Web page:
subject.5 At this stage of the investigation,
definite proof was at hand that the two funda-
mental metabolic disturbances which mark the
diabetic condition, namely, loss of the power
of sugar storage, and loss of the ability of the
tissues to burn glucose, were both corrected
by the use of insulin. There could, therefore,
be not doubt wrhatsoever that normal carbo-
hydrate metabolism was dependent on the
activity of the pancreatic hormone.
As soon as insulin was obtained in a suffi-
cient state of purity to permit of subcutaneous
administration of the same to the human sub-
ject without fear of local or toxic side reac-
tions, a clinical trial was made.6 Before these
clinical experiments were carried out, however,
it had been shown by animal experimentation
that decidedly favourable results were to be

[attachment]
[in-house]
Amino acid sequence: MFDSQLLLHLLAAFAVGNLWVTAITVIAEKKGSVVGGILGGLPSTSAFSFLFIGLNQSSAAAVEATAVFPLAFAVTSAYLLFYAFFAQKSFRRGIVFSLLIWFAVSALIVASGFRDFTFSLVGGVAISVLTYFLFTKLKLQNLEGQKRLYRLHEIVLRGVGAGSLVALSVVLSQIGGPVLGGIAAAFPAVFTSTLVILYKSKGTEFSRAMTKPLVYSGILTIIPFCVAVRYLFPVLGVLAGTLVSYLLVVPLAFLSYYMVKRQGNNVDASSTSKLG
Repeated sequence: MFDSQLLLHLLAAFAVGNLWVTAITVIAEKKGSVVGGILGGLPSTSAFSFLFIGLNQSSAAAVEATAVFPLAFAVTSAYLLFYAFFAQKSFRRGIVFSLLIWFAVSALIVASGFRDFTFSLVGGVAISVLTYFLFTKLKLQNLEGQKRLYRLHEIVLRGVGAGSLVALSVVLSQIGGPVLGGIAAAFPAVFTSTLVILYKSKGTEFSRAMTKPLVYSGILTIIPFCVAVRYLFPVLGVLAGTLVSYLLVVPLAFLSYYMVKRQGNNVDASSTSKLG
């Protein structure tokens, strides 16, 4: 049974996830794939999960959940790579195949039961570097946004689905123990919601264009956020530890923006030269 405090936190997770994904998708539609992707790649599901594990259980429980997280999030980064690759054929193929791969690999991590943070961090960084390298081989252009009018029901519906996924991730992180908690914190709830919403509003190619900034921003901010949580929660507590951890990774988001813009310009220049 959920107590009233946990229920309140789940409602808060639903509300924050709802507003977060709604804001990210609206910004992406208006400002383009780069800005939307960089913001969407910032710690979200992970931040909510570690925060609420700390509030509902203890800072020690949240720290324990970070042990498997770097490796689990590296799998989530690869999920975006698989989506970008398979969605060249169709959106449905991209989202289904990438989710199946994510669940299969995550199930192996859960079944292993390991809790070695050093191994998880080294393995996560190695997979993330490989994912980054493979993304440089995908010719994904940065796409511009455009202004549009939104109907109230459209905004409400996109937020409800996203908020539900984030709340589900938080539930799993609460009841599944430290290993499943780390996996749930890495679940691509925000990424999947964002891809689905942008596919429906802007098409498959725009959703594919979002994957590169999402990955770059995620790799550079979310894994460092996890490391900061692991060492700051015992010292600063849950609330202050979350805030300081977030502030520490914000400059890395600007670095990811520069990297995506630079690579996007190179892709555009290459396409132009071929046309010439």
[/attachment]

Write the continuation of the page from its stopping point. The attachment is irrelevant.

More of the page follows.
anticipated. The laboratory experimentation
had shown that all the cardinal symptoms of
diabetes could be controlled by thc continued
use of insulin and that the depancreatized
animal could be maintained in a normal state
and its life prolonged for at least 70 days. It
w as therefore not surprising after the first cliii-
ical study had been rnade, that the following
conclusions were arrived at:
(1) Blood sugar can be markedly reduced
even to the normal values.
(2) Glycosuria can be abolished.
(3) The acetone bodies can be made to dis-
appear from the urine.
(4) The respiratory quotient shows evidence
of increased utilization of carbohydrates.
(5) A definite improvement is observed in
the general condition of these patients and in
addition the patients themselves report a sub-
jective sense of well-being and increased
vigor for a period following the administra-
tion of these preparations.
The extensive use of insulin in various clinics
the world over within the past year and a half,
has amply demonstrated the specific nature of